EXPERT ANALYSIS FROM SDEF LAS VEGAS DERMATOLOGY SEMINAR
LAS VEGAS (FRONTLINE MEDICAL NEWS) – Psoriasis patients who are unresponsive to topical therapy, do not have psoriatic arthritis, and can make regular office visits may be candidates for successful treatment with phototherapy.
A patient with type II skin and extensive plaque psoriasis could be treated with a targeted NB-UVB laser, Dr. Kenneth B. Gordon said at Skin Disease Education Foundation’s annual Las Vegas Dermatology Seminar.
However, it’s important to evaluate each patient individually on phototherapy decisions, rather than relying on published protocols, noted Dr. Gordon of Northwestern University Feinberg School of Medicine in Chicago.
The advantages of the NB-UVB laser for psoriasis include a high rate of response (data show more than 75% of patients achieve PASI 75), the ability to avoid treating uninvolved skin, and potential long-term clearing of lesions, he said.
For someone with extensive plaque psoriasis, Dr. Gordon said he would start with 3 treatments per week, at 200 mJ, and increase the fluence by 25 mJ if necessary. “A good response can be expected in 4-6 weeks,” he said.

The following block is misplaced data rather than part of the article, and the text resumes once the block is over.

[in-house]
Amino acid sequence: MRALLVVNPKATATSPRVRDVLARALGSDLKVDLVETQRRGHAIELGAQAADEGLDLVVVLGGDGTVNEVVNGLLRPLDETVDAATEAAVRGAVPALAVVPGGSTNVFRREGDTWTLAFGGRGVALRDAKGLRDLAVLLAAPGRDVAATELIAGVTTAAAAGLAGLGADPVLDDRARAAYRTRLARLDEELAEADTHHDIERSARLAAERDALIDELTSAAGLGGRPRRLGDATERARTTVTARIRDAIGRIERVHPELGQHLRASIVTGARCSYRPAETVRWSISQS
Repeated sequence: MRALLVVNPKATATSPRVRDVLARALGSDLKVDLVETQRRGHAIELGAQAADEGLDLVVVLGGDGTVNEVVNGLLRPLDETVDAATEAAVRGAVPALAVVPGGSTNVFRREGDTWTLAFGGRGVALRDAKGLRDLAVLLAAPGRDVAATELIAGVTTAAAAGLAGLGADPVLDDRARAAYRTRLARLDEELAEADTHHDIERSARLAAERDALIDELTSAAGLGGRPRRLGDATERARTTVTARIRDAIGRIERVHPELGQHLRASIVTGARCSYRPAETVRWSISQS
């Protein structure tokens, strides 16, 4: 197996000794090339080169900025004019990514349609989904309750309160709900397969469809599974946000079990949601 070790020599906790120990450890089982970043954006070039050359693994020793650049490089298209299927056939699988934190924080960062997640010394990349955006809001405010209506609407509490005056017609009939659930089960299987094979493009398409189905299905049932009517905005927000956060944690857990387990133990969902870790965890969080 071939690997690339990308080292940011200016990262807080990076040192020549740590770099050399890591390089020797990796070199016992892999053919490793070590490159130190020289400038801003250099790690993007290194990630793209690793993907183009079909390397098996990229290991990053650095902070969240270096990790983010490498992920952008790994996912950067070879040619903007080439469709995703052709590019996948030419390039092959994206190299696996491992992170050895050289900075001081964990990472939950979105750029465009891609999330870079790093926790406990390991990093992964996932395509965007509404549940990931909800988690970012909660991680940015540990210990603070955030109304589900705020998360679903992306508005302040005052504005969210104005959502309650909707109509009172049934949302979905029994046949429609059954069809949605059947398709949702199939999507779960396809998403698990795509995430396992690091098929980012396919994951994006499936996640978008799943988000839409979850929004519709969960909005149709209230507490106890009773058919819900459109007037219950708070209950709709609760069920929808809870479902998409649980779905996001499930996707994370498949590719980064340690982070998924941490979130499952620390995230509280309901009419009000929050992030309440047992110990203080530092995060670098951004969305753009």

As for long-term treatment, “I leave it up to the patient but offer long-term maintenance,” said Dr. Gordon. Long-term efficacy of NB-UVB for plaque psoriasis has not been well studied, and safety data are unknown. “It is unclear whether there is a skin cancer risk,” he said. Reducing the number of exposures for a patient on maintenance therapy may be an option, he added.
Short-term treatment with NB-UVB can be effective in some psoriasis patients, such as in cases of an acute flare of guttate psoriasis, Dr. Gordon noted. Psoralen and UV light therapy (PUVA) is another option, he said.
Phototherapy also has a role in managing psoriasis in conjunction with retinoids, Dr. Gordon said. He cited an example of a 59-year-old woman with palmar psoriasis. For this patient, he said he would recommend starting with acitretin for approximately 1 month, if the patient tolerates it. “If the acitretin works by itself, no need to add phototherapy,” he said. However, if UVB is added, account for the photosensitizing agent, he emphasized. “Decrease the starting dose by 25-50 mJ or decrease the skin type by one,” he said.
Some psoriasis patients will not benefit from phototherapy, particularly those with erythroderma, said Dr. Gordon. “If skin is highly inflamed, phototherapy could induce easy burning, Koebnerization,” or other complications, he noted.
Dr. Gordon disclosed that his department at Northwestern derives income from phototherapy, but he personally does not. He also disclosed receiving research grants from and/or serving as a consultant to multiple companies including AbbVie, Amgen, Celgene, Eli Lilly, and Janssen.